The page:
Burning…

July 2018

Being a doctor is far from glamorous, it’s…

To be tired

To feel hopeless

To feel you’ve given everything you have

To know sometimes your everything isn’t going to be enough

To cry for the lives lost

To smile for the lives saved

For a sacrifice of time and energy so great your reservoir is often empty

To relive every second of what could be done differently

To in spite of everything thank God for the skill he’s blessed you with

To know that with the tank on E you’d still get up and do it all over again

For the love:

Of medicine

Whatever idea people have of being a doctor in their minds, I promise you that unless you’ve laid your heart on the floor in this exact fashion you have no idea how it feels.

I love what I do

I’ve always tried to live an authentic life in service to others and God knows that’s why I’m a doctor, but within my first year of my profession I knew instinctively my life would never be mine again

I’ve relied on my friends, family and significant other to all understand that though I love them, one of my first loves is completely unforgiving in leaving room for anything or anyone else

My job

But sometimes I mourn not being normal

Sometimes I wonder about life on the other side

How would it feel to work 8-4 daily

The expectation of what Friday brings

Having set gym times

Being able to take up a dance class

To have the room to find a greater love

To just exist as Lynn

I did know the sacrifice of time, of energy…sacrifices family and friends would have to make for me

I just didn’t realize that part of me would die too

There’s never a minute I don’t think of a case I’ve seen, a patient I’ve helped, the ones that slipped away

I have become medicine but …I don’t want that

I want it to exist as a function of who I am. Like any other body part to find its place and its function, and I guess that’s what has brought me here…to leaving my job

It took me a while to realize my destiny isn’t tied to my first job or the hospital I work at. I used to live my life in so much fear until I realize that wasn’t living at all

~~~~~~~~~~~~~~~~~~~~~~~~~~~~~~~~~~~~~~~

That was a real, raw, exhausted, burnt out me back then in 2018. A lot happened since that time but we’re going to make a major fast forward…

April 2021

Just like that the first quarter of 2021 is done. It’s been a quarter spent in pandemic and self-imposed isolation apart from work. At this point I don’t have to tell you how it is. I feel like we all are singing in the same choir, in the same simulation even if we’re singing different parts.

Last year was more of a ‘when COVID-19 ends’ for me. With this particular tsunami this year I was determined to protect my mental well-being from feeling like I was losing chunks of my life.

Introspection….elevation …equanimity…intention…those have been the guiding words of this period.

But shadows…

I started doing a class on Mindful Self-Discipline by Giovanni Dienstmann and in one session he spoke about balancing virtues. Every virtue we seek he said, is a psychological asset, but has to be tempered otherwise they can cast shadows on your life.

The most profound example I can give is the one that brought me here, back to old scribblings, back to this blog. (Well y’all reading know I never actually came back in April, it’s August 22nd now and it’s anyone’s guess if I’ll actually post this) Compassion and empathy, some of the best virtues. It’s how we relate to each other, feel, learn, stretch, grow but even the best of virtues can cast…shadows.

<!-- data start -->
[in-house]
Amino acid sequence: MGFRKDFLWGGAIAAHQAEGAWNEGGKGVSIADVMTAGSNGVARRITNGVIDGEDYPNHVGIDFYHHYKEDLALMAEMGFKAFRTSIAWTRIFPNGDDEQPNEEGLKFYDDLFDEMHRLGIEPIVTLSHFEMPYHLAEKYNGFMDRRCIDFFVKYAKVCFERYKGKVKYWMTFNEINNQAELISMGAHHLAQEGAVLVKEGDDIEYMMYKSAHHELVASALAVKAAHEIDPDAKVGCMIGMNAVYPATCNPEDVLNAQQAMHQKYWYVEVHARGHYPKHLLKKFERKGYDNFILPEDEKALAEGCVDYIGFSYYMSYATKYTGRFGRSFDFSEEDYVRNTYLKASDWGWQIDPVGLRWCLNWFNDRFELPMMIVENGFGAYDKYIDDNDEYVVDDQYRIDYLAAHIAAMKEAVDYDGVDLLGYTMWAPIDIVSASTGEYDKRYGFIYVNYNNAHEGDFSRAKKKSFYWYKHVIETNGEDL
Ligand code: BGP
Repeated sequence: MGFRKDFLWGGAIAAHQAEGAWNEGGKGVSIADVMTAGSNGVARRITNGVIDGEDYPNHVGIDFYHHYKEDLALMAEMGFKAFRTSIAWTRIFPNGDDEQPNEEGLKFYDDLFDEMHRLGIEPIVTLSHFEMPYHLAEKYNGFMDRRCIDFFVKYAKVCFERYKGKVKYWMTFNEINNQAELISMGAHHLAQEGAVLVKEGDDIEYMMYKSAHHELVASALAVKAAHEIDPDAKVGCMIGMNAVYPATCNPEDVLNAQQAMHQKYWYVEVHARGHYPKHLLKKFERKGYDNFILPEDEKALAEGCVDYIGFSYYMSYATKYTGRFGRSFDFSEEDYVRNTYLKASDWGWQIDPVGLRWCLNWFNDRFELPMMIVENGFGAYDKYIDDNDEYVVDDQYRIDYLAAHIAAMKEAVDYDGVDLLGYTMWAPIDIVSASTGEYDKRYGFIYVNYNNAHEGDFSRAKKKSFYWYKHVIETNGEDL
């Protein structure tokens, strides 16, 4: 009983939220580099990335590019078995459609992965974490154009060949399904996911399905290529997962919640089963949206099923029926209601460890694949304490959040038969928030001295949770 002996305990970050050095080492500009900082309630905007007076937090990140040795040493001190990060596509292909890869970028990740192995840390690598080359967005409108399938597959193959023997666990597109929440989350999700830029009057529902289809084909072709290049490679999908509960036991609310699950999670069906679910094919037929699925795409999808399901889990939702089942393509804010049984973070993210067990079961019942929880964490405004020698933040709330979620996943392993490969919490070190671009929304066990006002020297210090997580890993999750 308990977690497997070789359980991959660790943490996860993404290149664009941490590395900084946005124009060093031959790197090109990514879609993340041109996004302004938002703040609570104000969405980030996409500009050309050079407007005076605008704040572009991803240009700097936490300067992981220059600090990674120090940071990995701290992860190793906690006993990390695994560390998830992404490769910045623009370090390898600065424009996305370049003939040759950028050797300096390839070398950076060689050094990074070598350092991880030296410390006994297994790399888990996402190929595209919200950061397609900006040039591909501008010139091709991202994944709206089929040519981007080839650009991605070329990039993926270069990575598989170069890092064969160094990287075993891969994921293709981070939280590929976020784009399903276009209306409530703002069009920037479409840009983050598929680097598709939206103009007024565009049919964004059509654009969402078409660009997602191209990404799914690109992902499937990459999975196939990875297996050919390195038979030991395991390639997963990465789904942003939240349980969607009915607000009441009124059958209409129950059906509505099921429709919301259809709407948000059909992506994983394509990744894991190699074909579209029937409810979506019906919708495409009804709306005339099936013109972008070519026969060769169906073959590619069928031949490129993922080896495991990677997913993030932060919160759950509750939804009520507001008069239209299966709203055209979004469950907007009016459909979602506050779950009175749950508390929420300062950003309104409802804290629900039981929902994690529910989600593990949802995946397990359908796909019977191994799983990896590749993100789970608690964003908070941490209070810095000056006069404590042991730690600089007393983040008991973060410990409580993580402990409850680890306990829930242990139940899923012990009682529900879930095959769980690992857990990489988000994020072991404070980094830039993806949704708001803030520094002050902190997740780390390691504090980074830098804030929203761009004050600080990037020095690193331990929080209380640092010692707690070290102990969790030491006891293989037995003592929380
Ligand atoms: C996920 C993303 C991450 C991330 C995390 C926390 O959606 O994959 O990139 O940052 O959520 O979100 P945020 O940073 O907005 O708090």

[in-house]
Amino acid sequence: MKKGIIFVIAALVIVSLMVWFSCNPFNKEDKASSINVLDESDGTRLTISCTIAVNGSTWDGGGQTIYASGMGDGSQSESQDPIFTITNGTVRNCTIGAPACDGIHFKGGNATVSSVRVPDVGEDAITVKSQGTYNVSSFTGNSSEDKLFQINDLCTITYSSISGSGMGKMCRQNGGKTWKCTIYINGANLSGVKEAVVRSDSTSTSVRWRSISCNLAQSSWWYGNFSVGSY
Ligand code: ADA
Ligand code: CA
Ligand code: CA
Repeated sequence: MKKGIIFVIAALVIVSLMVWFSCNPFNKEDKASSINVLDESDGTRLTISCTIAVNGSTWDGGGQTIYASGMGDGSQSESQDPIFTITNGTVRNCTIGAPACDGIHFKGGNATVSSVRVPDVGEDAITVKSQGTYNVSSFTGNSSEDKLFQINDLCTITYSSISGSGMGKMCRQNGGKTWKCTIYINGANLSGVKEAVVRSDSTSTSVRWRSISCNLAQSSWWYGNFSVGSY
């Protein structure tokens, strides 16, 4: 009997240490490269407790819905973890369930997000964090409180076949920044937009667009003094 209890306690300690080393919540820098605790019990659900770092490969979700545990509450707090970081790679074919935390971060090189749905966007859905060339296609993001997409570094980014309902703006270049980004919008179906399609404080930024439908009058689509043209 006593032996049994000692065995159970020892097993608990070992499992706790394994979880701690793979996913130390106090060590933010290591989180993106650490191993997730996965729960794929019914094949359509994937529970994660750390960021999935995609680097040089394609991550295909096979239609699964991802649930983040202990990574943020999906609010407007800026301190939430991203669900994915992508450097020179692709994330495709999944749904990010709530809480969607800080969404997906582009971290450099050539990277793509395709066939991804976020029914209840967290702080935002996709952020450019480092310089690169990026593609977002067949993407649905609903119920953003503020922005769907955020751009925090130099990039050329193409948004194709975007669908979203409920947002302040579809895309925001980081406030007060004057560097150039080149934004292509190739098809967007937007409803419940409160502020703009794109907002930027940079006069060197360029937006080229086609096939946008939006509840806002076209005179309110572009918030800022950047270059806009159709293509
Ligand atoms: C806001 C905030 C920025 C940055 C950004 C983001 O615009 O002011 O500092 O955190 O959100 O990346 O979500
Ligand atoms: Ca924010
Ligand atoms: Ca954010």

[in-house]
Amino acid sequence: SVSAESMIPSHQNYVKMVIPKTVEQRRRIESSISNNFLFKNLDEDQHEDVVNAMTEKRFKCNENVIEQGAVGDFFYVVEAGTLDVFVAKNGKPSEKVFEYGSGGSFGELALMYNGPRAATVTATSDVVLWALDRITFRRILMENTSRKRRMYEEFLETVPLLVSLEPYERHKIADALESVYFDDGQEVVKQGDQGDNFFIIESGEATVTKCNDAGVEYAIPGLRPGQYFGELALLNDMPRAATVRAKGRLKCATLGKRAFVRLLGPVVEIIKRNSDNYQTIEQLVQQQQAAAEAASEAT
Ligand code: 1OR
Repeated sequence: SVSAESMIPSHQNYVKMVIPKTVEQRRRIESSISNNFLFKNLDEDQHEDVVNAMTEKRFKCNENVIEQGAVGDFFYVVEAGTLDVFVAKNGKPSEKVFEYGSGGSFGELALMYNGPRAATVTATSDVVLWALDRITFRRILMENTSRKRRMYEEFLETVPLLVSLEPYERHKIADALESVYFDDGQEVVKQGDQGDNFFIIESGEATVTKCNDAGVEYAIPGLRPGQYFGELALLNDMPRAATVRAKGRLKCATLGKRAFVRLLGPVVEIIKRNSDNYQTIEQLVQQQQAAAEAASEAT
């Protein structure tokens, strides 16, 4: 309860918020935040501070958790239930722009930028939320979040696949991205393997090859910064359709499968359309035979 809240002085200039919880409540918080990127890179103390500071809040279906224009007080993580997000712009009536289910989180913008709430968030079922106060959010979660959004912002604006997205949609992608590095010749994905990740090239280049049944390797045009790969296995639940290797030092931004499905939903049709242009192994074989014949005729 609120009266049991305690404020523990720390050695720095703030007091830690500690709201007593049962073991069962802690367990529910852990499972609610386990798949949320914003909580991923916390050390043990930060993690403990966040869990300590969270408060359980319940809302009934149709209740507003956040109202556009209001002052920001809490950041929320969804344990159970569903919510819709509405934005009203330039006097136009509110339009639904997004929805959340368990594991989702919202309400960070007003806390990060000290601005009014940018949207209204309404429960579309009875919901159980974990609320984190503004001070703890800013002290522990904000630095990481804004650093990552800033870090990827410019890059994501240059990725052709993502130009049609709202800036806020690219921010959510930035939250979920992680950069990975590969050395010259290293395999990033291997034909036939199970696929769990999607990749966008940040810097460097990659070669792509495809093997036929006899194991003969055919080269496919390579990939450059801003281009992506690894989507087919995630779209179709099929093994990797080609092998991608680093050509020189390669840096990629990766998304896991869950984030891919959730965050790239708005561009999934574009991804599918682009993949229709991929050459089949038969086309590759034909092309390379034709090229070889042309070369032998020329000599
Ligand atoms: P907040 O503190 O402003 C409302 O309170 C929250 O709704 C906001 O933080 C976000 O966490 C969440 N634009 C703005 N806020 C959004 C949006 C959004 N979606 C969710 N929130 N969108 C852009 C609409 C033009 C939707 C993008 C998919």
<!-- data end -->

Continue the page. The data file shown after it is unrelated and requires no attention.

What shadows can compassion and empathy ever cast?

Burnout.

And that’s where I’m at.

Burnout particularly among emergency physicians was the basis of my post-graduate thesis. I know what it is, how to prevent it, the measures that work but I’m not immune in anyway. No one really is. The empathetic switch needed from patient to patient , the repeated exposure to traumatic events..those are just two reasons why healthcare workers particularly in emergency rooms are most at risk for burnout.

To say I’ve had a rough week is an understatement. I’ve cried with patients, family members, colleagues, and this is apart from anything COVID related. I’ve felt low, I’ve felt defeated.  It took me back to a time where I was driving home from work in 2018, pulled my car over on a lonely cart road and started writing on a loose piece of paper. Crying and writing, writing and crying after a resuscitation filled shift. That’s the shadow.

I’ve always toyed with if to share what I wrote then here but in everything, we all need to know we’re not alone.

To the doctors, nurses, paramedics , EMTs, ERTs, orderlies…just know that past all the frills, you are actually seen.

You are seen for your light, you are seen for your shadows, and I am eternally grateful every day to call you colleagues.

John 1:5 The light shines in the darkness and the darkness has not overcome it NIV

Selah,

Published by Love.L

Lynn is a 30-something Caribbean woman on a quest to live her most authentic life, constantly evolving. Believing God as the sweet architect of her life, she lives for days filled with love and laughter. As for those bad days, she sees them as opportunities to grow and glow. If she had to use one word to describe herself: resilient, and she hopes to build up a sisterhood of strong, invincible women...to inspire and be inspired. This wanderlust spirit who loves her chosen career path, enjoys reading, working out and lots of quiet moments.

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